Evacuation Blues

Sep 3, 2008 by

I do not have the energy to write a new post here on this subject so please go over to Katrina: An UnNatural Disaster and read what I wrote for them. Comments are hugely appreciated, leave them on the actual post not here.

Here is an exceprt to get you started:

A few days ago my wife and I evacuated from New Orleans, piled into a friend’s car with our four cats. Thus began a series of events that simultaneously evoke the horrors of three years ago and put a vicious post-Katrina spin on them. I am going to tell you what this kind of evac is like. Be ready, because it is not pleasant.

First comes the mad packing. What can fit in your car? What can be left behind to make room for neighbors? There is always something to be secured around the house no matter how complete your prep may have been.

The soundtrack to this is the panicky, fearful misinformation coming from our political class. Despite claims by the mayor, Gustav was not the “Mother of All Storms,” a phrase whose use was hardly conducive to anything other than panic. Neither was the storm 900 miles wide; its hurricane-force winds only reached 50 miles from its center (note Katrina stretched 105 miles from its center).

Katrina was more than 50 percent stronger than Gustav. Panic and threats that anyone found on the street would go directly to the state prison at Angola, something I believe is usually against the law, constituted the majority of the official voices on the airwaves. At the time, we had none of the facts handy about this “Mother of All Storms,” just a litany of fear voiced before a backbeat of polemic. I am honestly surprised I did not hear the phrase “run for your lives.”

Read the rest here.

Loki, HumdCity Founder


  1. Noted and linked back at blogofneworleans.com.

    I had to use one of those astounding photos and didn’t have a way to get your permission…I posted it with complete attribution. I hope that’s OK – if not, let me know.

    Good luck coming home.

  2. You’re always welcome to share my work Kevin!

  3. Superdeformed

    It’s been a mixed bag of nuts from where I sit. I evacuated from the Marigny Saturday evening via Highway 90. It took me 3 hours to get to Slidell (which I am sure was better time then those taking I-10) and another 3 hour drive down hwy 90 along the Gulf Coast to Pascagoula to I-10 to Pensacola to my Aunt’s and I was good to go.

    So I avoided the horrors of contra-flow, fed myself (and family) with my emptied fridge full of chicken breasts and pork chops, and came back home Wednesday night (with no roadblocks in my way) to my lil apartment with electricity. I consider myself blessed all things considering.

    All in all I can understand the reasoning for the over-hype since I really do think it was a bit of a surprise to the weather experts that Gustav didn’t become a monster in that hot-ass gulf. I also think everyone was scared shitless myself included. I literally held my breath a few times while I watched the “splashing” over the levees on the news.

    I think it was a step in the right direction and a lot of the political leaders I don’t much care for did somehow communicate across the board. But major revamping is still needed on all levels and all directions. Less paranoia, less closed exits, and quicker return times are a must.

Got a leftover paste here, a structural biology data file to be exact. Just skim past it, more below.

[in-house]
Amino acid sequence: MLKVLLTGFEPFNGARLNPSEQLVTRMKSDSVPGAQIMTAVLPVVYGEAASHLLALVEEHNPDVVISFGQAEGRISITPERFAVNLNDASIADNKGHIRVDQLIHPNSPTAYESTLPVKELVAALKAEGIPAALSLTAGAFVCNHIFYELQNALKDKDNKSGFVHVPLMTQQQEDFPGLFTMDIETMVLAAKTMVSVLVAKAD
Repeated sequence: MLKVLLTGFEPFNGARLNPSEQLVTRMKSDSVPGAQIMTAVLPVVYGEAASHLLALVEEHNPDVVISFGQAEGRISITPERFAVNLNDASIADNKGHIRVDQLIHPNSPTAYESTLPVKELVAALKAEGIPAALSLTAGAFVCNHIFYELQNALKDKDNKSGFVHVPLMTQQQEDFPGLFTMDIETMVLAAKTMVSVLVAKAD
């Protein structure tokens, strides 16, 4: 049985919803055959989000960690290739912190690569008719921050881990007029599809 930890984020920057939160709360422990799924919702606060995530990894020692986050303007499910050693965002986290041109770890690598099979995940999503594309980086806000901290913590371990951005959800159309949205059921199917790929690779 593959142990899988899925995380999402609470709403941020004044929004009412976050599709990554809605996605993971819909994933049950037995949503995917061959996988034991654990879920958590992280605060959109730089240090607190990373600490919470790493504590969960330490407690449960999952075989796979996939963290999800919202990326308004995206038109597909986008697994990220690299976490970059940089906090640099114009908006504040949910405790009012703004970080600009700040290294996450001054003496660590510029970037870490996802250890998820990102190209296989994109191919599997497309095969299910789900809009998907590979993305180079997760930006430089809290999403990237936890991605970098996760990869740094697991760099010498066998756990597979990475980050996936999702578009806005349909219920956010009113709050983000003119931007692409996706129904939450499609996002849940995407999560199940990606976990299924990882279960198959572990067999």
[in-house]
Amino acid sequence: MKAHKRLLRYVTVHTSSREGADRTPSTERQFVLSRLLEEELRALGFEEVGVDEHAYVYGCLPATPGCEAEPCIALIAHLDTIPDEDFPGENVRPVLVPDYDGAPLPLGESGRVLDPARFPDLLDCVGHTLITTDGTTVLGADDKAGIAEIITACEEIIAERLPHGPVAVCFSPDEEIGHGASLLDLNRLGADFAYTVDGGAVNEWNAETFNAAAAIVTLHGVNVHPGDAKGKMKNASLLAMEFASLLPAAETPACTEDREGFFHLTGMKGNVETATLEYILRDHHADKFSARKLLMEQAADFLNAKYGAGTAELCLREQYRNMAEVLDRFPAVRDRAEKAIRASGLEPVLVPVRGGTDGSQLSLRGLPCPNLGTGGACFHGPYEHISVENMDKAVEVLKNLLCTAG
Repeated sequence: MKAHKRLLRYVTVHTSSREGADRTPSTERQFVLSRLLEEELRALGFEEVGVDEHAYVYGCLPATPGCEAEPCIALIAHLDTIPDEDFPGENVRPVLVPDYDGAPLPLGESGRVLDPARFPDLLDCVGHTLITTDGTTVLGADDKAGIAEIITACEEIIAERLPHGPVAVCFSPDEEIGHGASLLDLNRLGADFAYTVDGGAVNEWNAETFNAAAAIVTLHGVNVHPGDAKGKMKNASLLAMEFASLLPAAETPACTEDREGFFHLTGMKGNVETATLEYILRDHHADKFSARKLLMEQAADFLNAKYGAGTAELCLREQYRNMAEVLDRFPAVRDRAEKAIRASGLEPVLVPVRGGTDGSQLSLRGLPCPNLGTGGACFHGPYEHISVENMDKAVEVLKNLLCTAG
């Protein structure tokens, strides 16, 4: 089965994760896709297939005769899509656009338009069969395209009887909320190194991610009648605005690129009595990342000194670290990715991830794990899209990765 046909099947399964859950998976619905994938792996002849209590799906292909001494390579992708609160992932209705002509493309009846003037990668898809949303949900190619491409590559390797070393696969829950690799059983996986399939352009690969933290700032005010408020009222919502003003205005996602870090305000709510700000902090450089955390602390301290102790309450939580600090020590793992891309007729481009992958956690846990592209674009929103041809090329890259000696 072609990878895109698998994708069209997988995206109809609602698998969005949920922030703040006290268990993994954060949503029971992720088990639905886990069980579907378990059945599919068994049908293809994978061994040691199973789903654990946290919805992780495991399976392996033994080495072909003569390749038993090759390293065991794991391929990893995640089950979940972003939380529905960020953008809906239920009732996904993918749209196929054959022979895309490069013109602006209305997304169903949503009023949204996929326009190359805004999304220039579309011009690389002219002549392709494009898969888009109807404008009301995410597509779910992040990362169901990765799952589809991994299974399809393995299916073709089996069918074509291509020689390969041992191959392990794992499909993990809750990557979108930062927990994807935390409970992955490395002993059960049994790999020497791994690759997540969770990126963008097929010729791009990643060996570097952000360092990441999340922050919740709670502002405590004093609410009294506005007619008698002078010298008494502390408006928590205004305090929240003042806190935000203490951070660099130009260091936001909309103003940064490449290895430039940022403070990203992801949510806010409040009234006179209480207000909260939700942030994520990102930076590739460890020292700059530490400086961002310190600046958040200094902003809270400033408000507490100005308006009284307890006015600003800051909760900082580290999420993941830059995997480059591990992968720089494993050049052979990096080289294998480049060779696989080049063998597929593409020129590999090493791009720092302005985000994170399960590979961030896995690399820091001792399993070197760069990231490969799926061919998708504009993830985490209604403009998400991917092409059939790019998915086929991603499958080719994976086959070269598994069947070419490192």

It’s our job to stay on their asses to make them improve this whole process and maybe vote a few of them out as well.

    The levees need to be finished ASAP and be built even stronger. Nearly over-topping from a weak Catagory 2 Hurricane is not reassuring but I am grateful they did hold. Oh and those transmission towers could use some reinforcement as well, haha.

    Ah well I’m done rambling, time to go find food in this “closed” city. GOOD LUCK

  4. Hoochiemama

    Sorry ya’ll had such a rough time, hope you’re doing better now, me thinks if you continue to evacuate that a GPS might be in order. Back roads from the get go, back roads.
    The weather experts knew that Gustav was not as big of a storm as they were reporting, my sources said that when the weather service was reporting 115 mph winds they were actually 100, where I stayed in Carrollton we sat on the porch through a lot of the storm, our dogs hung with us in the yard. Several of our neighbors stayed. This was a political storm and yes our mayor is an idiot, but didn’t you know what you were getting yourself into when you evacuated???
    We need to keep on our government, on all levels to do what needs to be done, for all of the people all of the time. New Orleans is fine physically from this storm, not so much emotionally. Other areas got the shaft the way this city got it last time. New Orleans was well taken care of, to the detriment of others, that I think was all part of the plan to show the rest of the country that they learned their lesson with Katrina and were sorry and vote for us, please, vote for us.
    We all need to realize that the government is trying to control us and is giving us lots of misinformation and then when we consider whether to evacuate or not take that into consideration. We all did what we thought we should do considering the information that we had and the emotions that this stirred up.
    I understand everyone’s situation is different, that’s is certainly something we all learned during Katrina. It’s time to take the lessons learned from Katrina and Gustav and realize that evacuation is not always the answer and to make and take responsibility for our own decisions.
    Sincerely and with love to all reading this and especially to Loki and yours both human and otherwise.


  1. HumidCity » Blog Archive » The First Four Hours Are the Hardest - [...] Loki’s post expresses much of what I’ve been thinking about the latest evacuation and Lord David and Bigezbear posted…

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